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BFD History

Eventually, the novelty of firefighting wore off as Goose Neck’s resources ran dry. Robert Sproule addressed town council in 1852 and claimed that the dissolution of the service was possible.7 The result of this threat was the creation of an additional volunteer fire brigade called the “Exchange Company” in 1853. William Paterson, owner of the confectionary and cigar factory, was named captain. The Exchange Company obtained the “Exchange Engine,” and turned into an engine company (rather than only a hook and ladder). The engine was the property of Ignatius Cockshutt, who left the Goose Neck Company to join the new brigade. In 1857 the Goose Neck Company amalgamated with the Exchange Company to become the “United Fire Brigade.”  The United Fire Brigade was Brantford’s first fire company to have uniforms.

Although members of the United Fire Brigade were pleased with their work, local residents were not. A petition for a new fire company containing 114 names was presented to town hall in 1858. A grant of $560 was made by town council, and the new unit was called “Washington Independent Company Number 5. Once the Washington Independent Company was established, Ignatius Cockshutt, formerly of the Goose Neck Company and the Exchange Company, was named president. In 1861, to aid in the company’s coverage of the downtown area, town council funded the placement of 6 water cisterns for Washington Independent’s use. Town council funded the building of a Central Fire Station for the departments on 50-54 Dalhousie Street in 1862. All of the different apparatus and the men were housed in this building (Figure 1).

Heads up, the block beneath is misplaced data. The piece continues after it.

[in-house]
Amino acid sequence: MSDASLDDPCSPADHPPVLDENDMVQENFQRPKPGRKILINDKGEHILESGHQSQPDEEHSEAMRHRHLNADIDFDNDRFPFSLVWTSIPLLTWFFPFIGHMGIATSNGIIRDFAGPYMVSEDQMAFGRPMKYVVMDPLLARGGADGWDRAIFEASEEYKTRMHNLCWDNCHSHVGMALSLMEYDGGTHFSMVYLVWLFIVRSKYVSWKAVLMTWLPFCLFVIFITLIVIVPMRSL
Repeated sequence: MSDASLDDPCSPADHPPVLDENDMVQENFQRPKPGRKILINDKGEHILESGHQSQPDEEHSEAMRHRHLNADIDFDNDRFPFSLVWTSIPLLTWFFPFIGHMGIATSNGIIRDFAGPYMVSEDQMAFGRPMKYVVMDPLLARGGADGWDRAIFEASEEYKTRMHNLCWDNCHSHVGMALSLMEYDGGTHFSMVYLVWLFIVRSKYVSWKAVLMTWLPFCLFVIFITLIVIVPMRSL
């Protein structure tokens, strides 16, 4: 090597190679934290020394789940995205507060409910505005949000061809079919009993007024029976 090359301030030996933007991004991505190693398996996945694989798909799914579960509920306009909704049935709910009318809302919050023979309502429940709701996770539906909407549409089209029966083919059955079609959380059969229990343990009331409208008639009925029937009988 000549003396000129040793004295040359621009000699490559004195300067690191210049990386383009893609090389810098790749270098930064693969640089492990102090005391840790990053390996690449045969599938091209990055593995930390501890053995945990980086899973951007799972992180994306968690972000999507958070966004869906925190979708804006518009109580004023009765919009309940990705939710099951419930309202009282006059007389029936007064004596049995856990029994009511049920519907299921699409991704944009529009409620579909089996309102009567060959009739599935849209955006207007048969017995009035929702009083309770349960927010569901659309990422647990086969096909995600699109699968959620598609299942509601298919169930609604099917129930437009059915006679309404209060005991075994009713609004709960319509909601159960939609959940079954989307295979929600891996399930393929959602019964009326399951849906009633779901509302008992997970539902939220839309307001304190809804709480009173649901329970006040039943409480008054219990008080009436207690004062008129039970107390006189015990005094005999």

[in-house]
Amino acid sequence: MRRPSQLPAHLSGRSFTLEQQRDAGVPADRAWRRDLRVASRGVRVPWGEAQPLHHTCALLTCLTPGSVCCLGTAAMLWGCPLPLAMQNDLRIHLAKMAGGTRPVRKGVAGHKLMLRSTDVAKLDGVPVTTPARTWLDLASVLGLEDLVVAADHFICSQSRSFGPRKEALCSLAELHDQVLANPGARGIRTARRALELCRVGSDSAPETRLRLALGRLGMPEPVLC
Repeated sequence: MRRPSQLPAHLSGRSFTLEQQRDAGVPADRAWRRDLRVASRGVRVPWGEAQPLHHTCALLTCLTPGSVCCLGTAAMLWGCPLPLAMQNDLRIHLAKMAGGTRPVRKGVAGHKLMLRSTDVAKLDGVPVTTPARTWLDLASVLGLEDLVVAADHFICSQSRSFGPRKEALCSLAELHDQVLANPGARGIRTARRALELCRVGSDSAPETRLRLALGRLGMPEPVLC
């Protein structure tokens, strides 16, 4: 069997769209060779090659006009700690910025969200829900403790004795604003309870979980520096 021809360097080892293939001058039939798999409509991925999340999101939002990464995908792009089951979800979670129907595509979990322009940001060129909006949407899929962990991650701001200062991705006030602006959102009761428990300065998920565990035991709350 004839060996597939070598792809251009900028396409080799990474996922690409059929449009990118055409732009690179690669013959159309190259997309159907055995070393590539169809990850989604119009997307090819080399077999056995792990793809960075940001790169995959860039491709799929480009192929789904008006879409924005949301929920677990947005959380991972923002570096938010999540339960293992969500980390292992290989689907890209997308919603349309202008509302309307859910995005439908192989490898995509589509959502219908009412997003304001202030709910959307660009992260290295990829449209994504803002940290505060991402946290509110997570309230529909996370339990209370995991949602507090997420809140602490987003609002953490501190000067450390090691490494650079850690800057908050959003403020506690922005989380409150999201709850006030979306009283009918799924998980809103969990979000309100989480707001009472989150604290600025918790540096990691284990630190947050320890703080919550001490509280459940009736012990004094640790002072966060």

Other volunteer fire companies that formed during this time included the YMCA Rescue Company, the Independent Hose Company and the Undaunted Hook and Ladder Company. Additional fire companies were developed due to dissatisfaction, animosity and competition. The competition grew so fierce, that fist fights and brawls broke out between the different brigades in the Central Station. Town council was concerned that the competition was preventing the companies from protecting residents and businesses from fires. The result was another amalgamation in 1871. Approximately fifty members from the various fire companies were divided into two new companies: the Brant Hose Company No.1 and the New Victoria Hook and Ladder Co (Figure 2).